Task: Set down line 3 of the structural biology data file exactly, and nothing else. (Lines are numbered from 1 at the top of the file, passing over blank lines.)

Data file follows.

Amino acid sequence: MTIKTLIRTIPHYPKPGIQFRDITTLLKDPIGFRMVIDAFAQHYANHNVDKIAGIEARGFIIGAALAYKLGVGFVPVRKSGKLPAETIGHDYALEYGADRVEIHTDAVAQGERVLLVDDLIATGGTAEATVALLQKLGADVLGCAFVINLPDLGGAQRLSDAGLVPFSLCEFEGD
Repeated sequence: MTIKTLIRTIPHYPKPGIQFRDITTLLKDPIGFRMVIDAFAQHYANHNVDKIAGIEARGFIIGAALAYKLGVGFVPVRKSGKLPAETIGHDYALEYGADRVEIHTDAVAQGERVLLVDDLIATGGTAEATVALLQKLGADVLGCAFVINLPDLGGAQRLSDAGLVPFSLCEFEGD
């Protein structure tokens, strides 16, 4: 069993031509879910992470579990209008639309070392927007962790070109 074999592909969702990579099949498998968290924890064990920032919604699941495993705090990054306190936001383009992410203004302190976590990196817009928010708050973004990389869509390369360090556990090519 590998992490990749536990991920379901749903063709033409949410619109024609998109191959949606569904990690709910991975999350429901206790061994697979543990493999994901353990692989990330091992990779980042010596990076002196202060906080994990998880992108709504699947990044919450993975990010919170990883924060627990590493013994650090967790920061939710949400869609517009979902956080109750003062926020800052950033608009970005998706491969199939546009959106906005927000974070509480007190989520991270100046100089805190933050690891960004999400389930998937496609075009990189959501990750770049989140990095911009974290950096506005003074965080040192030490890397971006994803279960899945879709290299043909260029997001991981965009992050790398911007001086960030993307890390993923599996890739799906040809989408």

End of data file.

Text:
């Protein structure tokens, strides 16, 4: 069993031509879910992470579990209008639309070392927007962790070109 074999592909969702990579099949498998968290924890064990920032919604699941495993705090990054306190936001383009992410203004302190976590990196817009928010708050973004990389869509390369360090556990090519 590998992490990749536990991920379901749903063709033409949410619109024609998109191959949606569904990690709910991975999350429901206790061994697979543990493999994901353990692989990330091992990779980042010596990076002196202060906080994990998880992108709504699947990044919450993975990010919170990883924060627990590493013994650090967790920061939710949400869609517009979902956080109750003062926020800052950033608009970005998706491969199939546009959106906005927000974070509480007190989520991270100046100089805190933050690891960004999400389930998937496609075009990189959501990750770049989140990095911009974290950096506005003074965080040192030490890397971006994803279960899945879709290299043909260029997001991981965009992050790398911007001086960030993307890390993923599996890739799906040809989408």